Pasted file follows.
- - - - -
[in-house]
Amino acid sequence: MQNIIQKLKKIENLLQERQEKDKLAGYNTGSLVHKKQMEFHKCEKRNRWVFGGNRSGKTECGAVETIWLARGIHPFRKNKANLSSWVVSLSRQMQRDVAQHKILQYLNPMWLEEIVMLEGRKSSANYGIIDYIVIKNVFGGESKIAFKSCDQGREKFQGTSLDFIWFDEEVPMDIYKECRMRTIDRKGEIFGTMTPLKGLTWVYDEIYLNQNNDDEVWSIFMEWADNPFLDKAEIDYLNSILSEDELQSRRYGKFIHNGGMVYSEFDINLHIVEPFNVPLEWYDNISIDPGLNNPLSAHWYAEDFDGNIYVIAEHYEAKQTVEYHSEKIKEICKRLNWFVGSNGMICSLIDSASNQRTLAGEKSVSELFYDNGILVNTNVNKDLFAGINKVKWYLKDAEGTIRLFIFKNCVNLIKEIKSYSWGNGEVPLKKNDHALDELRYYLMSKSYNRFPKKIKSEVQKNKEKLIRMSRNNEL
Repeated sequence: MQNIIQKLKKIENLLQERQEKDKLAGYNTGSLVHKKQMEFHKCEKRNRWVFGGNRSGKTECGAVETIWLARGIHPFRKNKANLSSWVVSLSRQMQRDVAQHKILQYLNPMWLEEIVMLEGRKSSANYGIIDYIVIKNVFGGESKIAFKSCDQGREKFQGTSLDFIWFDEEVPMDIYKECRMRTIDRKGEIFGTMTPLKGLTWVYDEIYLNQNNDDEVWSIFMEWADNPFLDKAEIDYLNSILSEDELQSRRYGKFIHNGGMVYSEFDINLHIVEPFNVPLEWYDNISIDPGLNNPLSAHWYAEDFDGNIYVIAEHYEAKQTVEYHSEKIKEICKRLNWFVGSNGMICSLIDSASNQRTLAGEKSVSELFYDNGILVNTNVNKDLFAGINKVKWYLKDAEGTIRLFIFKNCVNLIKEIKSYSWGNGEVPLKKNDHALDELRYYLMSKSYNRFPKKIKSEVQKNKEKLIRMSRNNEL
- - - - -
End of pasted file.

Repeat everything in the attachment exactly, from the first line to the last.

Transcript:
[in-house]
Amino acid sequence: MQNIIQKLKKIENLLQERQEKDKLAGYNTGSLVHKKQMEFHKCEKRNRWVFGGNRSGKTECGAVETIWLARGIHPFRKNKANLSSWVVSLSRQMQRDVAQHKILQYLNPMWLEEIVMLEGRKSSANYGIIDYIVIKNVFGGESKIAFKSCDQGREKFQGTSLDFIWFDEEVPMDIYKECRMRTIDRKGEIFGTMTPLKGLTWVYDEIYLNQNNDDEVWSIFMEWADNPFLDKAEIDYLNSILSEDELQSRRYGKFIHNGGMVYSEFDINLHIVEPFNVPLEWYDNISIDPGLNNPLSAHWYAEDFDGNIYVIAEHYEAKQTVEYHSEKIKEICKRLNWFVGSNGMICSLIDSASNQRTLAGEKSVSELFYDNGILVNTNVNKDLFAGINKVKWYLKDAEGTIRLFIFKNCVNLIKEIKSYSWGNGEVPLKKNDHALDELRYYLMSKSYNRFPKKIKSEVQKNKEKLIRMSRNNEL
Repeated sequence: MQNIIQKLKKIENLLQERQEKDKLAGYNTGSLVHKKQMEFHKCEKRNRWVFGGNRSGKTECGAVETIWLARGIHPFRKNKANLSSWVVSLSRQMQRDVAQHKILQYLNPMWLEEIVMLEGRKSSANYGIIDYIVIKNVFGGESKIAFKSCDQGREKFQGTSLDFIWFDEEVPMDIYKECRMRTIDRKGEIFGTMTPLKGLTWVYDEIYLNQNNDDEVWSIFMEWADNPFLDKAEIDYLNSILSEDELQSRRYGKFIHNGGMVYSEFDINLHIVEPFNVPLEWYDNISIDPGLNNPLSAHWYAEDFDGNIYVIAEHYEAKQTVEYHSEKIKEICKRLNWFVGSNGMICSLIDSASNQRTLAGEKSVSELFYDNGILVNTNVNKDLFAGINKVKWYLKDAEGTIRLFIFKNCVNLIKEIKSYSWGNGEVPLKKNDHALDELRYYLMSKSYNRFPKKIKSEVQKNKEKLIRMSRNNEL